I am not saying Macca are better for him just because it's easier to look good against Button (obviously still quite difficult as Button is no slouch) than it is Alonso, but because I think a driver coming into a team like Macca has much more opportunity to look good at all. That's more opportunity to grow in the team and in his own confidence, than at Ferrari. Ferrari only have eyes for Alonso, even if Perez turned out to be extremely quick I still think the weight of the team would never be behind him fully unless he worked a miracle. In fact, he'd need more than a miracle since Alonso already has those covered. He'd probably have to sort out the Middle East to get the kind of support Alonso has.

Anyway, Perez might have the talent of a world champion, still a very big might, but the intra team battle is only a fair fight where both drivers are equally respected, and even liked. There's no evidence, despite Ferrari Academy connections, that Ferrari have that sort relationship with Sergio Perez. Perez is not to Ferrari what Lewis Hamilton was to Mclaren, and that's what you need to be if you want a fair fight with Alonso in a Ferrari. And, to be fair, overthrowing a Fisichella is not the same as overthrowing one of the strongest drivers ever, who has the team wrapped around his finger, at an early point in your career. Perez's job against Alonso would not be to merely(!) be faster than him (very unlikely anyway, obviously), but also to rise to a similar position politically and emotionally in the team. It's difficult to have one without the other. If you aren't as fast you can't be as strong politically, if you aren't strong politically and have the team focussed on you, it might hurt your performance, especially if you're not massively experienced and it's a new team and blah blah blah. So you'd need to be extremely impressive extremely early, and if you're not? Before you know it you're getting a radio call. Then you start to expect the radio call. Bye bye confidence, bye bye career. Less likely to happen at Macca who if anything let their drivers race too much, to the detriment of WDC chances.

Anyway, as much as I never rated Massa, I think Ferrari already have (had) a fast driver in their second car, the way I see it. Look at Massa's results as a percentage of Alonso's points (approx): 2010 - 57%, 2011 - 46%, 2012 - 26%. Roughly 60% performance against Alonso doesn't seem too bad at all. Needless to say I don't think Massa's decline in performance is because of some kind of delayed or continous reaction to his 2009 trauma, but because of a continuous undermining of his confidence at Ferrari, which began with that "reap what you sow" move in Germany (and that's what they did to a driver they really liked! What hope for a newcomer?). Mentally, he's been finished ever since and I can't really blame him. Therefore, I also agree with Insider (iirc) that actually, for that reason, he might be very fast in a different environment (obviously still not a top driver, never was, but at least a reasonable one in terms of speed if not racecraft).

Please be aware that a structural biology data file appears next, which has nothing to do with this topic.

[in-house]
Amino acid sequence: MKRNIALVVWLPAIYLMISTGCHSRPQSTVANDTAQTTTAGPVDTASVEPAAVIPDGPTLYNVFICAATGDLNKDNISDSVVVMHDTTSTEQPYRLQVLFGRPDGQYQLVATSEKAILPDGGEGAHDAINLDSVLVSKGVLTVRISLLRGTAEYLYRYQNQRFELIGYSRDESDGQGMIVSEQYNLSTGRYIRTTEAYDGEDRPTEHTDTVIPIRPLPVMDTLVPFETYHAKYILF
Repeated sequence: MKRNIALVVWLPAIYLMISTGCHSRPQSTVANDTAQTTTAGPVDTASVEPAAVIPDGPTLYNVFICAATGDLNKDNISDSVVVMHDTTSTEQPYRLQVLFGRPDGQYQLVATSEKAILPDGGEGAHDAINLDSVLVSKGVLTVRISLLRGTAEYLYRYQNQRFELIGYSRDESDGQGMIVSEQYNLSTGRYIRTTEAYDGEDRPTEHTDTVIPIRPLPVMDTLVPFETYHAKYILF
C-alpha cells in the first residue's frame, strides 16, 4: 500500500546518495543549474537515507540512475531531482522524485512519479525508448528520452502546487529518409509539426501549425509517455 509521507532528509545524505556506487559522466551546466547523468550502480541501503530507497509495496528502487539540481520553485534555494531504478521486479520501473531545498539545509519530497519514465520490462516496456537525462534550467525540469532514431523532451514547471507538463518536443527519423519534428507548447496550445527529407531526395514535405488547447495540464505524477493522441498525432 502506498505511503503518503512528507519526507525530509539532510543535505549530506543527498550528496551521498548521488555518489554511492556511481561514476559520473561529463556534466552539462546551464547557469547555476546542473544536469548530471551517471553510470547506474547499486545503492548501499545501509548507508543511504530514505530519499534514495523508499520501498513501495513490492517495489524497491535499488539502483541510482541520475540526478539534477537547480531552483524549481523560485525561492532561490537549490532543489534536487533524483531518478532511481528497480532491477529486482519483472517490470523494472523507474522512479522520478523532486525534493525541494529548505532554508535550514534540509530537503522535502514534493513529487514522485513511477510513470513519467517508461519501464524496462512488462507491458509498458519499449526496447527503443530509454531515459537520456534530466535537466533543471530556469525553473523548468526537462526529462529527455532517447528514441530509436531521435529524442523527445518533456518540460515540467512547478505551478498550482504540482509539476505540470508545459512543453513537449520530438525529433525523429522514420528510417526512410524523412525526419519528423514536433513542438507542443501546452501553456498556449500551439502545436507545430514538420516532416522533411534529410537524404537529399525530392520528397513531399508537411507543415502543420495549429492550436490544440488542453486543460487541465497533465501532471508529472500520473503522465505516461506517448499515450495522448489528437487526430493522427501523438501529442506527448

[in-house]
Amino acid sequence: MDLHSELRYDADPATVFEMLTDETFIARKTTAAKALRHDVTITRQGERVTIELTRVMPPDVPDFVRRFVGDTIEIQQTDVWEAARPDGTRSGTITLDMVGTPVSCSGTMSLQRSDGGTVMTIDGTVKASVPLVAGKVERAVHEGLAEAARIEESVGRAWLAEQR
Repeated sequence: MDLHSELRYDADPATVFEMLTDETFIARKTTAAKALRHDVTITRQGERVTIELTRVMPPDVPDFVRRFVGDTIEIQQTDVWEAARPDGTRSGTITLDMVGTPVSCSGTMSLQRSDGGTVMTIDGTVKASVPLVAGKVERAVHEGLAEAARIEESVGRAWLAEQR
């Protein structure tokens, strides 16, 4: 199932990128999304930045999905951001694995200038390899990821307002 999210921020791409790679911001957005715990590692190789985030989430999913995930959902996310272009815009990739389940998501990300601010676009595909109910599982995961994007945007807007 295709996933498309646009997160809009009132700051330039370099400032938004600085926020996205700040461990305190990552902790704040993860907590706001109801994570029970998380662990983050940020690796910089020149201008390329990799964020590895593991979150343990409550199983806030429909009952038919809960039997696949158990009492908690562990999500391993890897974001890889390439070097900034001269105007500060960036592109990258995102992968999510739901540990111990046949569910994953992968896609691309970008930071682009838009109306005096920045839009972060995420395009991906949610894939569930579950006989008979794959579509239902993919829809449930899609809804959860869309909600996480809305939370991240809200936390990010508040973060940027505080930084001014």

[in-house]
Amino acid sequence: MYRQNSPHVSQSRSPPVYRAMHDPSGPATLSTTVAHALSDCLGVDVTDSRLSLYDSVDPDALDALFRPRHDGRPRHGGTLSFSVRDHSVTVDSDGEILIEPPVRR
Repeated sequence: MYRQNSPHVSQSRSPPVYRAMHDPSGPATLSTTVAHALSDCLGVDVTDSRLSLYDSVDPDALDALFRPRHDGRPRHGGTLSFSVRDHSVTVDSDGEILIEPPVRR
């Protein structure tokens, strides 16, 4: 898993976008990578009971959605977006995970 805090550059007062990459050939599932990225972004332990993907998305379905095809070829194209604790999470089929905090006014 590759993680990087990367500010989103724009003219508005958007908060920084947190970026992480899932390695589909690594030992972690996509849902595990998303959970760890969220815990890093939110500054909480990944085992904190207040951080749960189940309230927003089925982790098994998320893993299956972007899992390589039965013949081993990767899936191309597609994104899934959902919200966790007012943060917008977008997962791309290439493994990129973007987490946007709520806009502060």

So all in all, a shot at the WDC is not only harder in a Ferrari because of Alonso, but because of the way that team is run.

Edited by Rainmaster

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Fair enough, but...

1. Would you really turn down McLaren if McLaren offered?

Depends on WHAT can McLaren possibly offer me. Apparently the first salvos of this civil war were fired on account of differences in the contract length and money. LH wanted a shorter contract and more money. Macca wanted a longer commitment. If everything the more knowledgeable people say is true, then all Macca can promise is a (probably) competitive car in 2013. Afterwards, their promises are as good as anything HRT could offer him in terms of competitiveness (I am exaggerating, I know, but you get the meaning). If they can't promise him anything beyond 2013, and with other teams being able to match or better McLaren's money offer (I am guessing this but it is not too difficult as even Massa is earning more or close to whatever Lewis is earning now)

So Macca can't give him much more money than the competitors, if any. They can't offer him anything beyond 2013. He is basically choosing to have a good 2013 with Macca and who knows later in a place were he does not feel happy, or he can take the risk and go somewhere else to suffer in 2013 (but earn more money) and gamble on having a more competitive car from 2014 on.

What to choose? Up to him, but not such a clear cut option as everybody seems ini Maccas favor.

2. It implies Ferrari is managed competently. The last #2 they made a #1 was Felipe Massa, and they did that because they like him, not because he did anything to unseat Räikkönen or be better than him. Consider his 2008 season started with a double retirement, then trading wins with Räikkönen before a tough section of races for Räikkönen gave Massa the favor. They were really quick to bail on Räikkönen and really quick to promote a guy who wasn't that good. Do you trust Ferrari to make your decisions? It's just like anything. You can be better but if the person getting the final say doesn't realize it or doesn't act on it, too bad.

That applies to Alonso as well, then. Why do you think that what they did to Kimi they won't do to Alonso? You will need to add another explanation on why Kimi's situation was different than that of Alonso (e.g.: because of Santander...) but then the first point becomes irrelevant. See?